"It didn't register until after it was over that this was going to be a show about nurses," Stojanovic wrote in an email. "We were all shocked and appalled — me especially. I went to bed that night thinking about it and woke up just as frustrated that next morning."
Others have leaped to the show's defense. Sarah Wengert, a contributor to TravelNursingBlogs.com, wrote that the furor over "Scrubbing In" reminded her of similar early reactions to shows such as "Jersey Shore" and"Buckwild." The "silver lining" of the controversy, she said, is that the show may inspire discussions about travel nursing itself, which she called an unsung profession.
"Wouldn't it be great if more people could learn about the industrious, adaptable, amazing nurses who work on travel assignments?" Wengert wrote.
Of course, all that back-and-forth may become moot — or part of the fun — if "Scrubbing In" proves a hit. Cronin said his team may extend the show to a second season if audiences respond to it. The focus may be on the same nurses and hospitals or an entirely new slate.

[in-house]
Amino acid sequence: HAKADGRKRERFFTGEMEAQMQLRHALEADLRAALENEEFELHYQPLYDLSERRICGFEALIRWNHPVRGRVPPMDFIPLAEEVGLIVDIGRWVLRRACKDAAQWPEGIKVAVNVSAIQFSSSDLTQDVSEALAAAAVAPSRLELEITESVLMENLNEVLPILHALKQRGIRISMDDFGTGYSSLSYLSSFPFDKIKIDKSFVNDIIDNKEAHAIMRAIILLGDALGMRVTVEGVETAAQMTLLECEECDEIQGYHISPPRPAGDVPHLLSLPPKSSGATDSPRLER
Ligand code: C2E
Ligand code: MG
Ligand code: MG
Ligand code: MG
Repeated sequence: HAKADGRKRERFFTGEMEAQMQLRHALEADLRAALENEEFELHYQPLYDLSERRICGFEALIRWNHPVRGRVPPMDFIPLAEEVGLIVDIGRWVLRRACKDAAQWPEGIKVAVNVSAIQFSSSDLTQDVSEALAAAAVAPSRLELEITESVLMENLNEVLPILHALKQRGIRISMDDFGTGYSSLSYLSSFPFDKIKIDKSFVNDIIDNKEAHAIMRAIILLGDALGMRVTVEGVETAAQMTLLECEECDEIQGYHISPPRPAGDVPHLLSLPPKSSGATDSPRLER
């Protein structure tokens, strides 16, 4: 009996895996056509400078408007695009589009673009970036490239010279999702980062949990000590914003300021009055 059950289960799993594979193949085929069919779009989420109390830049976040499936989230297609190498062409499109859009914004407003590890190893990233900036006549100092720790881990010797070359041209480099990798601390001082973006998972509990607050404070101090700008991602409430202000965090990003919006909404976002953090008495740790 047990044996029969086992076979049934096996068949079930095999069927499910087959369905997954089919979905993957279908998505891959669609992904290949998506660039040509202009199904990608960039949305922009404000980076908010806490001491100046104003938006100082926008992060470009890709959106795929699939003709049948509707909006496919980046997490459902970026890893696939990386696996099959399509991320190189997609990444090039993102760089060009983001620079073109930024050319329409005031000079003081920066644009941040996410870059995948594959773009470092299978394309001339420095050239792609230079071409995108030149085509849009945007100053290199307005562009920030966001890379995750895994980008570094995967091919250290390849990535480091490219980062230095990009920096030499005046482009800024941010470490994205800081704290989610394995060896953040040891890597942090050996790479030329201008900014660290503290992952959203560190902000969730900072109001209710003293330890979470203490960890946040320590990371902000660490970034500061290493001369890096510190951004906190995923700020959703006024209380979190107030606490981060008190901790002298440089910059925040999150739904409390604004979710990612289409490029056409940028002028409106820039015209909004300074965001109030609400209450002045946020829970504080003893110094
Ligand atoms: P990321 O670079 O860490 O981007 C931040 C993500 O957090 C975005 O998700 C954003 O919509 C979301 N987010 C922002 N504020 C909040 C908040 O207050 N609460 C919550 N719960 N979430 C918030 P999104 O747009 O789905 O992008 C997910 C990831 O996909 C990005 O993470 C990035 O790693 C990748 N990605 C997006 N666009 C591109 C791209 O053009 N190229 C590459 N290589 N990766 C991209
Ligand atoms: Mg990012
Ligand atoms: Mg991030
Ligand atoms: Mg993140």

And Aya has already proven that a nursing reality series can resonate with people: Its 2006 online show, "13 Weeks," followed a similar premise and won a media award from the American Academy of Nursing.
Even if "Scrubbing In" ends after one season, Michelle Battisti, who works her regular job at a trauma unit in Pittsburgh, brought back some choice memories from filming.
"Orange County is very different from Pittsburgh," she said. "The weather in Orange County is perfect, 75 and sunny and no humidity, whereas the summers in Pittsburgh can be very humid and hot. And we definitely don't have any beaches in Pennsylvania."
When: 10 p.m. Thursday (the episode will screen again at 11 p.m.)